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This data is disturbingly misleading. As someone else pointed out, the curve is preselected by using 1997 as the baseline. In 1990, about 3200 fatalities on bikes were reported by NHTSA, about the same as this year. There are more bikes now, but I haven't easily found registrations for 2002. In 1980, there were over 5000 fatalities on bikes. Using vehicle miles is ludicrous, since these are not even estimates -more like guesstimates, but even so, there are a lot more vehicle miles now anyway with more bikes. The real question is not why we have the current fatality rate which demonstrates dramatic improvement over the last 20 years and relative stability over the last 10; rather, why was there a downward blip in the late 1990's when the fatality improvement was so much better than the general 20 year trend. In other words, there is no epidemic of death on motorcycles at this time - we're right where one would statistically expect us to be. We should just try to figure out what was going on right in 1996-99, as well as why we improved so much from 1980.
 

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Anyone remember the front page headline plastered in every newspaper in 1997: MOTORCYCLES BECOMING DRAMATICALLY SAFER SINCE 1980 WITH FATALITIES CUT BY OVER 50%.



I can't seem to find the clippings.
 

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The reason that mileage is a poor denominator (as stated above by someone else) is that it is too difficult to determine. I concur that bike registrations are a somewhat better, if imperfect means of assessing CHANGES in risk, though not absolute risk. And by that criteria the risk assessment is not nearly so horrific.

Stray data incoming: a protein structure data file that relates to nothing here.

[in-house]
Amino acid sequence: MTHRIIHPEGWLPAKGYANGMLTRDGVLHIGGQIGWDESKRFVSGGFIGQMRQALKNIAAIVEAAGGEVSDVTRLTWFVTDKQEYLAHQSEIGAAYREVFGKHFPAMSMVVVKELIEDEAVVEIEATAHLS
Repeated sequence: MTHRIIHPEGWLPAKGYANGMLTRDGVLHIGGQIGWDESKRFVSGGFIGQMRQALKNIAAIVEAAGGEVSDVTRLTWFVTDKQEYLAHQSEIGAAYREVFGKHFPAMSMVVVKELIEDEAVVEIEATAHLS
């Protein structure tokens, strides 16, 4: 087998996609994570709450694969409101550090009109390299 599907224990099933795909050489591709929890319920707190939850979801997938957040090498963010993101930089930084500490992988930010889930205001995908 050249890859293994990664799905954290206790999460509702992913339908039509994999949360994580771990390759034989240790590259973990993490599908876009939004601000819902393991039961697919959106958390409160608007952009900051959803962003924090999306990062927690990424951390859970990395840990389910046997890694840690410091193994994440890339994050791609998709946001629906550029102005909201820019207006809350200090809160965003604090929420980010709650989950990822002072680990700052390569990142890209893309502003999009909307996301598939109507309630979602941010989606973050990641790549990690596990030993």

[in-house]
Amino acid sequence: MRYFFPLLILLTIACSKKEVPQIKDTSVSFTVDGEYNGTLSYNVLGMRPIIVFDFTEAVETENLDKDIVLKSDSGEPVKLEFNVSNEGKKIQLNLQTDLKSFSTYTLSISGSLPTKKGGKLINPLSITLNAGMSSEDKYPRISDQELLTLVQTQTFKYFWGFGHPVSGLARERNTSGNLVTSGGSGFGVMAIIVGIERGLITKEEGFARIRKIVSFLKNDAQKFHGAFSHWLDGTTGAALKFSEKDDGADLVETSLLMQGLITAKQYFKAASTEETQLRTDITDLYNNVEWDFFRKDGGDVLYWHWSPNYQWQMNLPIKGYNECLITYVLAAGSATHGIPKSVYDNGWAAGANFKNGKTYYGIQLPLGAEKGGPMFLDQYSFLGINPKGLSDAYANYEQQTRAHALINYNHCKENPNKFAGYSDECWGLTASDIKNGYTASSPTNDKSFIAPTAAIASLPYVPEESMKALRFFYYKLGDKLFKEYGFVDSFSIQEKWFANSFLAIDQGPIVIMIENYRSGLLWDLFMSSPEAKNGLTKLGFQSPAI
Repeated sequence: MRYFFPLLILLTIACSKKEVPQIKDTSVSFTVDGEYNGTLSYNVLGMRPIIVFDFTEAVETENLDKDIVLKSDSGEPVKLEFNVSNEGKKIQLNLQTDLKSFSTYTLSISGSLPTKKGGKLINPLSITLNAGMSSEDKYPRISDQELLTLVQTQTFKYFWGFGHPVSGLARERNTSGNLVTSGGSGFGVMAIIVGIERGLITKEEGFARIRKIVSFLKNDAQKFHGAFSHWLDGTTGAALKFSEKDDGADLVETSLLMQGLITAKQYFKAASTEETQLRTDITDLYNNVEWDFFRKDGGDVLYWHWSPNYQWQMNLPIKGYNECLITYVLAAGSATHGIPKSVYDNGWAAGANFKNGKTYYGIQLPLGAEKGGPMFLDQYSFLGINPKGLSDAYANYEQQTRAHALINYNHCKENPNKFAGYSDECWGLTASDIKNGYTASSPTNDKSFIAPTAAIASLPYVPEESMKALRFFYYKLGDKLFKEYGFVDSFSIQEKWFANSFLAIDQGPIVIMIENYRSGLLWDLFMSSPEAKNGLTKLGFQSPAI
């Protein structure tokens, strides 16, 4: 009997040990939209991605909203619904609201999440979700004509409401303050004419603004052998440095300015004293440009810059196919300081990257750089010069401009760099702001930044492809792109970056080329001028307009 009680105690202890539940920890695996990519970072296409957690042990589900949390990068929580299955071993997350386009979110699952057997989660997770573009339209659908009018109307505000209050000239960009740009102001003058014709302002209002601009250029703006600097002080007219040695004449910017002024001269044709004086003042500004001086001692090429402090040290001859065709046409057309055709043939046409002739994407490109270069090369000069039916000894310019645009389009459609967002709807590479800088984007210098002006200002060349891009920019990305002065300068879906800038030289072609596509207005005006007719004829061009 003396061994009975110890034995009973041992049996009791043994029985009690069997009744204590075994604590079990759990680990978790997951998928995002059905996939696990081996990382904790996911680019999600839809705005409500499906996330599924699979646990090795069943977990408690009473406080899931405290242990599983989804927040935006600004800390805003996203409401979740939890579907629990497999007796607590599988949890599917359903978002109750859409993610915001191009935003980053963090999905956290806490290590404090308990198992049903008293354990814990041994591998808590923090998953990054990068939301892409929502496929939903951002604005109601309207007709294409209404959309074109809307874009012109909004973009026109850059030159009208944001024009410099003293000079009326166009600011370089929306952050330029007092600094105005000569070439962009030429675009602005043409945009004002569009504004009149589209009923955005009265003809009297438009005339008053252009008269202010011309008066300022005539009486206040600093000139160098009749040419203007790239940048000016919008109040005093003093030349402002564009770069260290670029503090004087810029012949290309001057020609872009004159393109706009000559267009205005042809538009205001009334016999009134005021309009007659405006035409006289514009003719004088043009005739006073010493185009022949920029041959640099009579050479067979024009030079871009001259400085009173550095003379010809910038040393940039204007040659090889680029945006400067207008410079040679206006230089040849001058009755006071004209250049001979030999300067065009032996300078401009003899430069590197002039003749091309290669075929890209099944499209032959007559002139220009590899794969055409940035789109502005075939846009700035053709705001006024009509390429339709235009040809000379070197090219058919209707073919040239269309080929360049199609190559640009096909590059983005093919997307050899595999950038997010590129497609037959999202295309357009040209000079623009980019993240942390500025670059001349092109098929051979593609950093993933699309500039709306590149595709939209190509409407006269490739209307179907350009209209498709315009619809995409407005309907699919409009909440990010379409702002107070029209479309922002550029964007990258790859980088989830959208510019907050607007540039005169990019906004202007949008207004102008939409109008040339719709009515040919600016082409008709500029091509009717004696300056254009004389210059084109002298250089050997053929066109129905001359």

It's a bit like assessing airplane flight risk. It turns out that the majority of crashes occur during take-off and landing, not in-flight, thus many have criticized using flight miles in the equation. I have read that using number of flights as their denominator results in a five fold increase in flight death risk and is more accurate in terms of assessment compared to other modes of travel.



I think a lot of people have made good points. Clearly, regardless of whether or not the risks have changed a little or a lot, riding a bike is inherently dangerous. Similarly, we should always be doing everything we can to make it safer (education, licensing requirements, better gear, safer bikes, car driver training, etc., etc.) no matter what the trends are.



I think an important point is that this article was not written to promote a renewed agenda to improve motorcycle safety but to sell papers with another gloom and doom, bikers are wackos, grab the kids and get them inside, orientation. And it worked, as every person I spoke with who doesn't ride, commented to me how insane it was to ride a bike.



In Tucson, this ran as the front page lead article - meaning the editors were calling this the most important news story in the world for that day. I'm sure it helped sell papers to their target population, a demographic not composed of a lot of riders.
 
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